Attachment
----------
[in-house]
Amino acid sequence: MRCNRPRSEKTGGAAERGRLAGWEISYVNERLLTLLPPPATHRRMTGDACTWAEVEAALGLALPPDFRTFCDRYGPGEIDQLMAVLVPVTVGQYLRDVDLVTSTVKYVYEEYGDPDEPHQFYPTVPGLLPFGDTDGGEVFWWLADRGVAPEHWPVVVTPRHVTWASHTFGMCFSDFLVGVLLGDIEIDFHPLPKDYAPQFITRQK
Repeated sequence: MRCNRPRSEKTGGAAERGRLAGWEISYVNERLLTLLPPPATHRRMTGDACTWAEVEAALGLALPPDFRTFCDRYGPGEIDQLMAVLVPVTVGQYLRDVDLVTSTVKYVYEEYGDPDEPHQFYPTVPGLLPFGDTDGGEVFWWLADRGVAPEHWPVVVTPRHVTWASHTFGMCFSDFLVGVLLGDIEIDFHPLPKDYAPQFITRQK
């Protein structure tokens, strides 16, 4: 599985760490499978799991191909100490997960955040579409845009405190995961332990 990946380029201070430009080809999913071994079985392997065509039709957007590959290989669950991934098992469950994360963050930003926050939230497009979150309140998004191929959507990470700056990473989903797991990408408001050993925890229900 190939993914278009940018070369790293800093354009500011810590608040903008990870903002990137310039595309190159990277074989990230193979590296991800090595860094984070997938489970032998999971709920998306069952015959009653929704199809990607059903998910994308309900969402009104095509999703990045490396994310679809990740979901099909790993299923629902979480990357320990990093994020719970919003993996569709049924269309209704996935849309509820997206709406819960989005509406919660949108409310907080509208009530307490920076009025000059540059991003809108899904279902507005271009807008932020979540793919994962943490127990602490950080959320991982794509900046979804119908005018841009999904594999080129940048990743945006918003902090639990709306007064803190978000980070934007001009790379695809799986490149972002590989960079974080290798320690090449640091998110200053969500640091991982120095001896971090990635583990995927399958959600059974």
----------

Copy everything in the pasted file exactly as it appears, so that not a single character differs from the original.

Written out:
[in-house]
Amino acid sequence: MRCNRPRSEKTGGAAERGRLAGWEISYVNERLLTLLPPPATHRRMTGDACTWAEVEAALGLALPPDFRTFCDRYGPGEIDQLMAVLVPVTVGQYLRDVDLVTSTVKYVYEEYGDPDEPHQFYPTVPGLLPFGDTDGGEVFWWLADRGVAPEHWPVVVTPRHVTWASHTFGMCFSDFLVGVLLGDIEIDFHPLPKDYAPQFITRQK
Repeated sequence: MRCNRPRSEKTGGAAERGRLAGWEISYVNERLLTLLPPPATHRRMTGDACTWAEVEAALGLALPPDFRTFCDRYGPGEIDQLMAVLVPVTVGQYLRDVDLVTSTVKYVYEEYGDPDEPHQFYPTVPGLLPFGDTDGGEVFWWLADRGVAPEHWPVVVTPRHVTWASHTFGMCFSDFLVGVLLGDIEIDFHPLPKDYAPQFITRQK
């Protein structure tokens, strides 16, 4: 599985760490499978799991191909100490997960955040579409845009405190995961332990 990946380029201070430009080809999913071994079985392997065509039709957007590959290989669950991934098992469950994360963050930003926050939230497009979150309140998004191929959507990470700056990473989903797991990408408001050993925890229900 190939993914278009940018070369790293800093354009500011810590608040903008990870903002990137310039595309190159990277074989990230193979590296991800090595860094984070997938489970032998999971709920998306069952015959009653929704199809990607059903998910994308309900969402009104095509999703990045490396994310679809990740979901099909790993299923629902979480990357320990990093994020719970919003993996569709049924269309209704996935849309509820997206709406819960989005509406919660949108409310907080509208009530307490920076009025000059540059991003809108899904279902507005271009807008932020979540793919994962943490127990602490950080959320991982794509900046979804119908005018841009999904594999080129940048990743945006918003902090639990709306007064803190978000980070934007001009790379695809799986490149972002590989960079974080290798320690090449640091998110200053969500640091991982120095001896971090990635583990995927399958959600059974």